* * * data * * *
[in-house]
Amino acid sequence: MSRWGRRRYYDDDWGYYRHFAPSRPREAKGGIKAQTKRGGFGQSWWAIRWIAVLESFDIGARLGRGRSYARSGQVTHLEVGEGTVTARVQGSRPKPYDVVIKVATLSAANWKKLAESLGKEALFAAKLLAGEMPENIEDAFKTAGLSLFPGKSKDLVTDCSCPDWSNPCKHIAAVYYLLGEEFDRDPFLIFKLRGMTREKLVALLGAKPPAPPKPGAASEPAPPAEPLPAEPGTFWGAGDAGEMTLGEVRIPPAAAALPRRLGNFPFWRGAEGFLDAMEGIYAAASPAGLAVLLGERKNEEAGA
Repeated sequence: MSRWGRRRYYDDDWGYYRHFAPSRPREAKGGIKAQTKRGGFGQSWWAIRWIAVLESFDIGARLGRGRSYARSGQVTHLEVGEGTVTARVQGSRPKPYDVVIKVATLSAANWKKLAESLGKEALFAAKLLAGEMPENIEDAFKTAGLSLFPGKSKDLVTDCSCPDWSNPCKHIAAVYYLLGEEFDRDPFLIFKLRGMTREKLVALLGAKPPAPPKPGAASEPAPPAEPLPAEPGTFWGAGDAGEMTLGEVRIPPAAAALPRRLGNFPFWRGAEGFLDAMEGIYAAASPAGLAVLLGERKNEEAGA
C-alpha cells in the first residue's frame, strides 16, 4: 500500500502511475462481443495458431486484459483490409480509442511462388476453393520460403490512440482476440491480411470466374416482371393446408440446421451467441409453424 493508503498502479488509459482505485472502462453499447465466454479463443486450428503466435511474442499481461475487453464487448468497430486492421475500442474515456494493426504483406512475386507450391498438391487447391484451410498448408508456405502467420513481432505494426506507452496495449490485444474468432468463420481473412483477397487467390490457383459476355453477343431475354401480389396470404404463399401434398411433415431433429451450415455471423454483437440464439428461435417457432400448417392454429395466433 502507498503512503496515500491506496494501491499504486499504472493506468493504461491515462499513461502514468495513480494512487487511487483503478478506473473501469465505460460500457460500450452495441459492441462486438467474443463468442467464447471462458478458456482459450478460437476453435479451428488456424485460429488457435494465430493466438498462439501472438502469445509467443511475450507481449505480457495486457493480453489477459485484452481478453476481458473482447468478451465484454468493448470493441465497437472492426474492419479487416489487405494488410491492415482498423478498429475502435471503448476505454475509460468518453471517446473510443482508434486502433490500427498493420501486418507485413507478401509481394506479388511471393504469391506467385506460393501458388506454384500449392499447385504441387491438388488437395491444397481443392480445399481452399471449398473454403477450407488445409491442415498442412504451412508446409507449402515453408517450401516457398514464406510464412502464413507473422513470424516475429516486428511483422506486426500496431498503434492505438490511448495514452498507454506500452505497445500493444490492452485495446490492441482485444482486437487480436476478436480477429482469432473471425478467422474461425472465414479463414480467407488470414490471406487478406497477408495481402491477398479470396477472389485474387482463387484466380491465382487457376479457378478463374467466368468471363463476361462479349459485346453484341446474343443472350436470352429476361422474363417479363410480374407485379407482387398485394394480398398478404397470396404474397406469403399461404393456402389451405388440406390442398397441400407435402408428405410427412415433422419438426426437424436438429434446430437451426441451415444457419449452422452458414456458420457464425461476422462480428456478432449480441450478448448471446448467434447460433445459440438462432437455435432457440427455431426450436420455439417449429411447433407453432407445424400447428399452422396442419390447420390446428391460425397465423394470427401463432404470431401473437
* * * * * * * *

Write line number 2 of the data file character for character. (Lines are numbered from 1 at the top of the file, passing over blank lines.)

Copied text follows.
Amino acid sequence: MSRWGRRRYYDDDWGYYRHFAPSRPREAKGGIKAQTKRGGFGQSWWAIRWIAVLESFDIGARLGRGRSYARSGQVTHLEVGEGTVTARVQGSRPKPYDVVIKVATLSAANWKKLAESLGKEALFAAKLLAGEMPENIEDAFKTAGLSLFPGKSKDLVTDCSCPDWSNPCKHIAAVYYLLGEEFDRDPFLIFKLRGMTREKLVALLGAKPPAPPKPGAASEPAPPAEPLPAEPGTFWGAGDAGEMTLGEVRIPPAAAALPRRLGNFPFWRGAEGFLDAMEGIYAAASPAGLAVLLGERKNEEAGA